Feeling blue about blue morning glory

February's pest plant of the month is blue morning glory

Privet trees
Flowers and leaves of blue morning glory a.k.a. blue bindweed

Blue morning glory, Ipomoea indica, may look nice to some, but this smothering and tenacious vine is a real threat to native plants and our gardens. If left, it grows up or over anything in its path. If you learn to recognise it, you’ll see it in many places.

Together we can help stop it spreading through people’s properties and our delicate native bush areas.

Fortunately it doesn’t spread far, not producing seeds in NZ, so it is possible to eliminate it from an area with repeated action. But be careful with the stems and roots as careless disposal is the number one means of it’s spread.

Blue morning glory smothering a fence and other plants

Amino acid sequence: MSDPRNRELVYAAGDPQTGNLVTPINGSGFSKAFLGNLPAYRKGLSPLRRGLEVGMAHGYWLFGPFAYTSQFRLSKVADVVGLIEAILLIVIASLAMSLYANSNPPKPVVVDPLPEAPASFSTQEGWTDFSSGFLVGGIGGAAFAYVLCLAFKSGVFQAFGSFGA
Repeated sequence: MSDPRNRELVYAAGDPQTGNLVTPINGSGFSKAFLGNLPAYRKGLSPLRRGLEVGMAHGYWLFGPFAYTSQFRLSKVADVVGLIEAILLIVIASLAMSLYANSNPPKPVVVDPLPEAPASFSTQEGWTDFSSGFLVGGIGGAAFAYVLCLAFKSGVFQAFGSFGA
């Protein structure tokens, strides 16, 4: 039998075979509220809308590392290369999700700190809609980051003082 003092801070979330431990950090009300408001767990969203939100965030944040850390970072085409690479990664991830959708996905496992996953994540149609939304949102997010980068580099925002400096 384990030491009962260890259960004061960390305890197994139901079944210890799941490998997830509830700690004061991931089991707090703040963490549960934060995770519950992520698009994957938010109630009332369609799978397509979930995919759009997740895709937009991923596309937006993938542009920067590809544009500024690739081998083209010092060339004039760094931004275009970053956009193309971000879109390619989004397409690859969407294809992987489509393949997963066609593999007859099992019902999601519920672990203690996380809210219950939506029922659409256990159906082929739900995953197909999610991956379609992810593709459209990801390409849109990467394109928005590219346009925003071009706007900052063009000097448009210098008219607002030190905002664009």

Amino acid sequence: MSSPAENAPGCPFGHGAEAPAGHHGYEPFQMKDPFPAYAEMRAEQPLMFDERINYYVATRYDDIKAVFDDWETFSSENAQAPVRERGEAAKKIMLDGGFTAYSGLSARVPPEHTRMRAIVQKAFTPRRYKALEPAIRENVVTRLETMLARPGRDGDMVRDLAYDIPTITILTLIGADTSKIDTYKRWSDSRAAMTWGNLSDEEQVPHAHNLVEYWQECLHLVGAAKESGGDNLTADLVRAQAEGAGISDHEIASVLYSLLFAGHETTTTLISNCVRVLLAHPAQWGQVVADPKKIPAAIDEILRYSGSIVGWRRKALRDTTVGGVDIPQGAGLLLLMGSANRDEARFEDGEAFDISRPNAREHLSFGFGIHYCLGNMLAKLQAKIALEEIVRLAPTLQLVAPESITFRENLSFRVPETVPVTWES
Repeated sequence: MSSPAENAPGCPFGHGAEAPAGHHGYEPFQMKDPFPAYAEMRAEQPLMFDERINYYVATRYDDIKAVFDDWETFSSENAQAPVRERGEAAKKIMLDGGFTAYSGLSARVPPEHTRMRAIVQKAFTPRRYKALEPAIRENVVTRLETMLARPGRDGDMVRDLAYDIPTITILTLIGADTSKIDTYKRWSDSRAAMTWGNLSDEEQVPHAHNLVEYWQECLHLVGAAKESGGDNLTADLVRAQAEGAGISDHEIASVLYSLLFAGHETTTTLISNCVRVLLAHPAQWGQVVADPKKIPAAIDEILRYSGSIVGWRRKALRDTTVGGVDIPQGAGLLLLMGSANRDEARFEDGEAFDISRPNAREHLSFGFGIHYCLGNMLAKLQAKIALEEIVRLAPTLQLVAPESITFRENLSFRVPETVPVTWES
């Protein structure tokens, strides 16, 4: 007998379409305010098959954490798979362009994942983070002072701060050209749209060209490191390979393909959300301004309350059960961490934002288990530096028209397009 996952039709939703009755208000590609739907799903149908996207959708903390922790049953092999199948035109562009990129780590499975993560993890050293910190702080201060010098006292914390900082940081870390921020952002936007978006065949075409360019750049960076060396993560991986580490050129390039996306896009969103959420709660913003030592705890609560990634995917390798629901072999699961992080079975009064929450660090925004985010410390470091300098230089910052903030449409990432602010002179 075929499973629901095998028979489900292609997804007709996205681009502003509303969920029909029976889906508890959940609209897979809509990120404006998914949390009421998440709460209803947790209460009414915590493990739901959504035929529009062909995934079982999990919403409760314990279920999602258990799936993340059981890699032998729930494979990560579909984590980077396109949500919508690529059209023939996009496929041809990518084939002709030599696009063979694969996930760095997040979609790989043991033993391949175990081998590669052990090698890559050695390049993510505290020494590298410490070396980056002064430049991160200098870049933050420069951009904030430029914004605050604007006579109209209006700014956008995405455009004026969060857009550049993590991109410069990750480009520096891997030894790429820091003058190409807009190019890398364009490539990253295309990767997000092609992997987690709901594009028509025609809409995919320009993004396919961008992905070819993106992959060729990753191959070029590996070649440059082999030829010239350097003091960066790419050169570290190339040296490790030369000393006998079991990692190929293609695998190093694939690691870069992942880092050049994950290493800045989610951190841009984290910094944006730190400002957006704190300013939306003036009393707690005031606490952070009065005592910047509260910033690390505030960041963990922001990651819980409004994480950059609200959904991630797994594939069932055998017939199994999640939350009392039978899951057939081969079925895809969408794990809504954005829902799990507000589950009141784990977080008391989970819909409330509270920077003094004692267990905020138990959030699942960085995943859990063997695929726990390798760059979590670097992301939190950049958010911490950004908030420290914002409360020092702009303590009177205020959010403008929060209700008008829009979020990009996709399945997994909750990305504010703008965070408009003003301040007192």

Blue morning glory is also known as blue bindweed, blue convolvulus, morning glory, and it's scientific name is Ipomoea indica. Bindweed is the most descriptive name of theses as the strong and flexible stems will wrap over, under, and around almost anything, strangling other plants. They can damage trees by smothering them and even breaking branches when too heavy.

They do not support our native birds and other wildlife and prevent other plants from growing. So if you care about our birds, you should care about controlling blue morning glory, along side other pest weeds.